Top News

Two Midwestern States, Two Different Approaches to Education

Iowa and Indiana are two Midwestern states that are taking radically different approaches to education, with one increasing funding for public education and the other taking it away.

Schools Get More Diverse, ELL Instruction Remains Bleak

The longer these students stay in special language programs, the further they fall behind in other subjects. In several states, their graduation rates are at less than 60 percent, and as low as 29 percent in Nevada, according to federal data.

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Fla. 6-month Rezoning Saga Ends This Week

After six months of parent angst and School Board debate, rezoning of Seminole County elementary schools will wrap up this week when the board gives final approval to new attendance zones for 17 schools.

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Conn. Autism Programs Increase Along With Numbers of Cases

The variety of Bridgeport school programs serving students on the autism spectrum has increased over the last decade as the district has sought to educate more students in its own schools instead of expensive outside programs.

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Aide Alleges a N.J. Life Skills Program Has Gone Off the Rails

It started as a transitional program, a way to teach special education students with developmental disabilities how to handle personal finances, find a job and live independently once they left school.

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First Amendment Lesson Sparks Outrage in Fla.

A Florida teacher has angered parents after having her fourth-grade class write a statement about giving up constitutional rights.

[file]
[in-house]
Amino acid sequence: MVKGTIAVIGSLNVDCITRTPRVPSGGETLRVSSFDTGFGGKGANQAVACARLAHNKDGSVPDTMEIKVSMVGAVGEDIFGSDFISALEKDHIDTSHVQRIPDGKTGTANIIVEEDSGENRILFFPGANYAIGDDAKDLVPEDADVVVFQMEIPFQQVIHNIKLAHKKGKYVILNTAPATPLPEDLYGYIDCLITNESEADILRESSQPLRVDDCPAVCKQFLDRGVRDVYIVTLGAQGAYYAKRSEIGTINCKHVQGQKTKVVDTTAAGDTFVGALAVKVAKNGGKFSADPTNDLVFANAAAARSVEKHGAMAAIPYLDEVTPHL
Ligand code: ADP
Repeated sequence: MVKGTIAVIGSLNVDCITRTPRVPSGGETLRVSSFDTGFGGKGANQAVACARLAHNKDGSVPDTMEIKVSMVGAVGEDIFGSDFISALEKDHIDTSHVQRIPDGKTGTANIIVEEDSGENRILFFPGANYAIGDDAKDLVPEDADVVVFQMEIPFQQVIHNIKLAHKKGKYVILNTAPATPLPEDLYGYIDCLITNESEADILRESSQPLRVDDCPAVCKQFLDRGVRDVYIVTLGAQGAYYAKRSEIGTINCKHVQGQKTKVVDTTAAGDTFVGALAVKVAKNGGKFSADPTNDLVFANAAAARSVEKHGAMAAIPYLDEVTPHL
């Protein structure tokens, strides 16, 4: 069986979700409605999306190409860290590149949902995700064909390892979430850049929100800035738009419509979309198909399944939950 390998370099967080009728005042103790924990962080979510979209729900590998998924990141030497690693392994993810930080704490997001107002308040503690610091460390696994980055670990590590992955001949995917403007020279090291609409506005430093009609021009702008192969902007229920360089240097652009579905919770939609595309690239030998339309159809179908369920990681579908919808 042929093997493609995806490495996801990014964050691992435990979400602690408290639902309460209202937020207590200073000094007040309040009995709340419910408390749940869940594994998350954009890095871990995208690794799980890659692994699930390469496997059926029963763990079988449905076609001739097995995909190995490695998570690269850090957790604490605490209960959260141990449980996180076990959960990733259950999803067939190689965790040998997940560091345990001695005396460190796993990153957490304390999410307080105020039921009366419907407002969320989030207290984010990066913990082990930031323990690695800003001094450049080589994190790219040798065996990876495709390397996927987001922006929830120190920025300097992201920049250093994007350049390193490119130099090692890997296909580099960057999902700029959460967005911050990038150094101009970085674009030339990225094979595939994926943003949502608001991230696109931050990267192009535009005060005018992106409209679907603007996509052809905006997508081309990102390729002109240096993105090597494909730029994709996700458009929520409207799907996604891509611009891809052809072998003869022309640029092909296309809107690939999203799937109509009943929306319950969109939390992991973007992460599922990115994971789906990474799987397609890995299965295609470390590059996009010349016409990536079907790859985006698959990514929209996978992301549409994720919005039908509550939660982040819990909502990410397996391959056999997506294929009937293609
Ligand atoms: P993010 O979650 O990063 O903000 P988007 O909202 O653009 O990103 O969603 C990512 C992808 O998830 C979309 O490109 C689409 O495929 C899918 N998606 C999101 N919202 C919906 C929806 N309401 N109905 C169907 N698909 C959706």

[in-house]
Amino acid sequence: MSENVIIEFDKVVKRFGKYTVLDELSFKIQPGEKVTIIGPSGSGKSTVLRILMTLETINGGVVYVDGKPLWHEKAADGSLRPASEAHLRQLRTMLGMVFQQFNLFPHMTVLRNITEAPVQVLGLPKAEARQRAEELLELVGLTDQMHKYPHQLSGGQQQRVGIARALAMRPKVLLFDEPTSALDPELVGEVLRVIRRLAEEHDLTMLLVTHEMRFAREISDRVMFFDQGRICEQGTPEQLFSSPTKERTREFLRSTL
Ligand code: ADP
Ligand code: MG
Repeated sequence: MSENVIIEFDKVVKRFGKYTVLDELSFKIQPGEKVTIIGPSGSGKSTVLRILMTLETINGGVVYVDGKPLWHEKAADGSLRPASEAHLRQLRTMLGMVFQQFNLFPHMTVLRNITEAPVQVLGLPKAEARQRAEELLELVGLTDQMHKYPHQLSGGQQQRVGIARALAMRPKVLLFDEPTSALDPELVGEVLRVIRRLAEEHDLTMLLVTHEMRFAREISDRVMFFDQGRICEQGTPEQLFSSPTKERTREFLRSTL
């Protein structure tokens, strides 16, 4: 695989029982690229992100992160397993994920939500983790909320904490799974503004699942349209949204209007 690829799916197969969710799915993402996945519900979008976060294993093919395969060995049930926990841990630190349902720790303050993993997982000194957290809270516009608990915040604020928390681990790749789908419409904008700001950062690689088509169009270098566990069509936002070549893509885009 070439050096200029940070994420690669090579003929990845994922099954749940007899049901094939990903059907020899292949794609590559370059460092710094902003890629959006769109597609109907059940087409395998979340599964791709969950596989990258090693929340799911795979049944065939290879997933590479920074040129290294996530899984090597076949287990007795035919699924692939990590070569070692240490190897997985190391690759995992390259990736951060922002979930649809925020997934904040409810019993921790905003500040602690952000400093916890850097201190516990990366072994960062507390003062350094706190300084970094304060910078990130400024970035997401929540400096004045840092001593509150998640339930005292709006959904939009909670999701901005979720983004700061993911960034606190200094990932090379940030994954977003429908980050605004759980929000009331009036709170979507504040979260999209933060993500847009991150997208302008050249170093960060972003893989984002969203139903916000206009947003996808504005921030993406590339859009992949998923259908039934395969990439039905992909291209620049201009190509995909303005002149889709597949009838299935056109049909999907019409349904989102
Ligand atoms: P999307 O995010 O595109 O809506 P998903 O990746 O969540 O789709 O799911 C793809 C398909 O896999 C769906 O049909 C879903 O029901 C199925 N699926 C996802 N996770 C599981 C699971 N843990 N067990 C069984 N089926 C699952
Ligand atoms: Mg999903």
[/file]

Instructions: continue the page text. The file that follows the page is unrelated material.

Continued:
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Bill Would Lift Cap on Mass. Charters

An Andover lawmaker has filed legislation that would lift the charter-school cap on the state's 30 lowest-performing school districts, including Lowell, Gardner, and Fitchburg, a move praised as creating more options for nontraditional education and criticized for taking state dollars away from the public system.

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High-Performing Chicago School Finds Itself on Closing List

The school, at 2833 W. Adams St., is one of 53 elementary schools that CPS says is significantly underenrolled and should be closed next fall in a sweeping cost-cutting effort pushed by Mayor Rahm Emanuel. Under the plan, Calhoun kids will be sent nearly a half-mile north to Cather Elementary, which officials contend is an even better school.

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Memo Warns of Rampant Cheating in D.C.

The memo notes that nearly all of the teachers at one Washington elementary school had students whose test papers showed high numbers of wrong-to-right erasures and asks, "Could a separate person have been responsible?"

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With Police in Schools, More Children in Court

As school districts across the country consider placing more police officers in schools, youth advocates and judges are raising alarm about what they have seen in the schools where officers are already stationed: a surge in criminal charges against children for misbehavior that many believe is better handled in the principal’s office.

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